Election 2023: Councilman John Nohr faces challenger Gary Perman in race for the Camas City Council Ward 1, Position 1 seat

Nov. 7 election will decide the fate of four Camas City Council seats

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Camas City Councilman John Nohr (left) and his opponent, Gary Perman, (right) are vying for the Council's Ward 1, Position 1 seat in the Nov. 7, 2023, General and Special Election. (Contributed photos courtesy of John Nohr and Gary Perman)

Camas voters will decide the fate of four Camas City Council races in the Nov. 7 General and Special Election. Of those four races, only three are considered competitive — with Councilwoman Jennifer Senescu running unopposed for her Ward 3, Position 1 seat. 

The three competitive races include the Council’s at-large position, which represents constituents citywide; the Council’s Ward 2, Position 1 seat represented by Councilwoman Bonnie Carter; and the Ward 1 Position 1 seat.

Councilman John Nohr, appointed to the Council in October 2022, and lifelong Camas resident and business owner Gary Perman, are competing for the Ward 1, Position 1 seat. 

The incumbent: John Nohr

In October 2022, the Camas City Council interviewed six applicants to determine who might fill the Council’s Ward 1, Position 1 seat left vacant after Councilwoman Shannon Roberts quit unexpectedly in July 2022. 

Among the applicants was Clark-Cowlitz Fire and Rescue Fire Chief John Nohr. 

A Portland native who has lived in the Camas area since 1989, Nohr, 57, said his desire to serve the public prompted him to apply for the vacant city council seat.

“I’m looking for opportunities to serve the city and to help keep the city moving forward,” Nohr told the city council members in 2022. “If you’re not moving forward, you’re moving backward.”

Today, one year after his appointment to the Council, Nohr is hoping to retain his Council seat and spend the next four years making good on his promise to help move the City forward. 

“The city is very well run and has an excellent staff of directors and employees taking care of business and making it work well day to day,” Nohr recently told The Post-Record. 

If Nohr has the chance to stay in his Council seat, he plans to stay focused on the city’s looming infrastructure needs, particularly when it comes to repairing city streets, ensuring the city has safe drinking water and addressing the Camas-Washougal Fire Department’s station needs. 

“We need to work on getting our pavement preservation program back up and running,” Nohr said, referring to the city’s road maintenance efforts. “It had been put on hiatus during COVID and we need to dedicate proper funding to that.”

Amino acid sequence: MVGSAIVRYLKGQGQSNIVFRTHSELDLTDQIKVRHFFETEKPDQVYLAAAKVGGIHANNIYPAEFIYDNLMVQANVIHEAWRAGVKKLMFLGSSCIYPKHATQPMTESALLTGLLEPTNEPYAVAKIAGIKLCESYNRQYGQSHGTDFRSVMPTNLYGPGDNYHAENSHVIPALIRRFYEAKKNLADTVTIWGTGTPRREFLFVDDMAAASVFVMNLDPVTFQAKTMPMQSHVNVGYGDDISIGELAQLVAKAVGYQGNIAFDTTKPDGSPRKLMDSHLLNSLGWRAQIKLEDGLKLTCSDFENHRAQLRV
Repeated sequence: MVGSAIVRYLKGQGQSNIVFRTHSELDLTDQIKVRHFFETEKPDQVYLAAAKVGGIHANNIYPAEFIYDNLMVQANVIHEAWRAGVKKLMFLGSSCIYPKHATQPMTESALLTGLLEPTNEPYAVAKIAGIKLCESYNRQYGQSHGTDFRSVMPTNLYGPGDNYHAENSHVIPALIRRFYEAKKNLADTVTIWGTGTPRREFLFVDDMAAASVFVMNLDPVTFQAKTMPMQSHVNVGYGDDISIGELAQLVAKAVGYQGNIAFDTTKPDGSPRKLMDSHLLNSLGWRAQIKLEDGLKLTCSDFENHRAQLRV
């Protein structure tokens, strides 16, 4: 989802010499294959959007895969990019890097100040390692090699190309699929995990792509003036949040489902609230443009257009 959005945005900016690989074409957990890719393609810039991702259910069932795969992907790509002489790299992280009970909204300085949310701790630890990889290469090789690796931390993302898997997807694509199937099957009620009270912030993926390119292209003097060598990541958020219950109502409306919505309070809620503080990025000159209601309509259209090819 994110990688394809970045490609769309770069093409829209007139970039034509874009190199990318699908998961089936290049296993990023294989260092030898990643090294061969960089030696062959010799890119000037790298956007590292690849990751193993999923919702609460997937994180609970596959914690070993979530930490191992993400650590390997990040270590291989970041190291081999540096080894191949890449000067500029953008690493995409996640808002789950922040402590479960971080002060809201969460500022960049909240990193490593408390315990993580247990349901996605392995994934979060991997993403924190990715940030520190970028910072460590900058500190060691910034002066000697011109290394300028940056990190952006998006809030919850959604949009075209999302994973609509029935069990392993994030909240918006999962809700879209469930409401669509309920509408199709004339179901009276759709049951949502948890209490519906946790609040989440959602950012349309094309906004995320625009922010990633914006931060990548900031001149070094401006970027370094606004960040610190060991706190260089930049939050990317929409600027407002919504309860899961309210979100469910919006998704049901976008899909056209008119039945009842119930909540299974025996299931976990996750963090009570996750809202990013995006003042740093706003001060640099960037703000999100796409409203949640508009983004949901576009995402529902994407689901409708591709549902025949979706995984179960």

Nohr pointed out that the city of Camas only has two major roads going in and out of town, with “a few minor connectors.”
“We have to look, long-term, at how we handle the volume of traffic we might expect,” Nohr said. “We need a (road) network to get people where they need to be.”  

Infrastructure was Nohr’s No. 1 issue when he applied for the Council seat in 2022, and remains one of his top priorities if he is elected on Nov. 7.

“When I talk about infrastructure, it’s roads, but it’s also the things you don’t see,” Nohr said. “It’s the water lines, the sewer lines.”
And, for the veteran firefighter and fire chief, it’s also the infrastructure needed to ensure public safety and emergency medical response. 

“I am definitely going to be a champion for stabilizing and improving our fire and EMS service,” Nohr said. “I appreciate our local ambulance. It’s good to have that local control and to have local firefighters taking care of us.”
In fact, Nohr said, having a locally controlled and funded EMS division is something that drew him to Camas. 

“It’s one of the reasons I live here,” Nohr said. 

Addressing the current CWFD situation — which includes divisions over the funding formula between the cities of Camas and Washougal; the need to replace two of the fire departments’ three fire stations, including the CWFD headquarters in downtown Camas; and the possibility of asking voters to approve a regional fire authority — Nohr said he knows a lot of the fire department’s most pressing needs might “be a heavy lift” for some Camas voters.

“But when people know the issues and understand how it affects their safety and lives … they will feel much more comfortable supporting them,” Nohr said. “If we’re asking for (taxpayers’ money), we have to take the time to explain the need to as many people as we can. We need to explain why a modern fire station needs to be earthquake resistant, why we have to have space to do these programs.”

Of course, Nohr said, the City needs to figure out a way to pay for its infrastructure needs — which extend far beyond the fire station replacements, according to a 2022 report showing the City faced nearly $35 million worth of needed upgrades and repairs to 17 of its publicly owned buildings.